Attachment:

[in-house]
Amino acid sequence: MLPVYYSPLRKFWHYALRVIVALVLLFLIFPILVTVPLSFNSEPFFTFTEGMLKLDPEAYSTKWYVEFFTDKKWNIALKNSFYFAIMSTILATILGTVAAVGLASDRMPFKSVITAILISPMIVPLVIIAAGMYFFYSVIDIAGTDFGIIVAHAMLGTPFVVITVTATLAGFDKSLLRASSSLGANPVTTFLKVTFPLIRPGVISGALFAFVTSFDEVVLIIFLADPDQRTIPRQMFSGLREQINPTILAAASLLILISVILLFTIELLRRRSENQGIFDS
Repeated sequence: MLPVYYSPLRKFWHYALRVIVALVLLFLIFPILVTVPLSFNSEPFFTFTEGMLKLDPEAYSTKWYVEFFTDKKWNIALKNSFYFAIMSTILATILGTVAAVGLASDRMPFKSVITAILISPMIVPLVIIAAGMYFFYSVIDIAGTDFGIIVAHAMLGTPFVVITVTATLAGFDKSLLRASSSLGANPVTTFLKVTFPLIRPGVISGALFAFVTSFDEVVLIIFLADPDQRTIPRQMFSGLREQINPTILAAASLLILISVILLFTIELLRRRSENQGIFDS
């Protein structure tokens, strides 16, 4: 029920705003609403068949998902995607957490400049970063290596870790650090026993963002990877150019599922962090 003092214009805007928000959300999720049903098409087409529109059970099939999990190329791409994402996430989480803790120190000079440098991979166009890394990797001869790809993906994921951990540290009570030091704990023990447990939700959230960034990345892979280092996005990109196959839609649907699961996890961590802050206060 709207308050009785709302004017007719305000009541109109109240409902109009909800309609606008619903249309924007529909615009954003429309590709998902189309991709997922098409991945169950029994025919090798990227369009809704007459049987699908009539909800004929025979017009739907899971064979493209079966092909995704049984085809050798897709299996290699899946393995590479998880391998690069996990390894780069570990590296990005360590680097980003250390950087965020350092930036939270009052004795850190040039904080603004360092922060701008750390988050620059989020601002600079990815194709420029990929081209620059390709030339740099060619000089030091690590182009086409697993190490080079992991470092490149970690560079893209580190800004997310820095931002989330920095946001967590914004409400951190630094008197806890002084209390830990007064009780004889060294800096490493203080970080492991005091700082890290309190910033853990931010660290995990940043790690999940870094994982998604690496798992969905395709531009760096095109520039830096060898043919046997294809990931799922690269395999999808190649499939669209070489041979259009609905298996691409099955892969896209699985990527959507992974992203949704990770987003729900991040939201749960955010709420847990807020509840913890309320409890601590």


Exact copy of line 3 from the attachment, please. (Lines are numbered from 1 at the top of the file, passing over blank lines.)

Repeated sequence: MLPVYYSPLRKFWHYALRVIVALVLLFLIFPILVTVPLSFNSEPFFTFTEGMLKLDPEAYSTKWYVEFFTDKKWNIALKNSFYFAIMSTILATILGTVAAVGLASDRMPFKSVITAILISPMIVPLVIIAAGMYFFYSVIDIAGTDFGIIVAHAMLGTPFVVITVTATLAGFDKSLLRASSSLGANPVTTFLKVTFPLIRPGVISGALFAFVTSFDEVVLIIFLADPDQRTIPRQMFSGLREQINPTILAAASLLILISVILLFTIELLRRRSENQGIFDS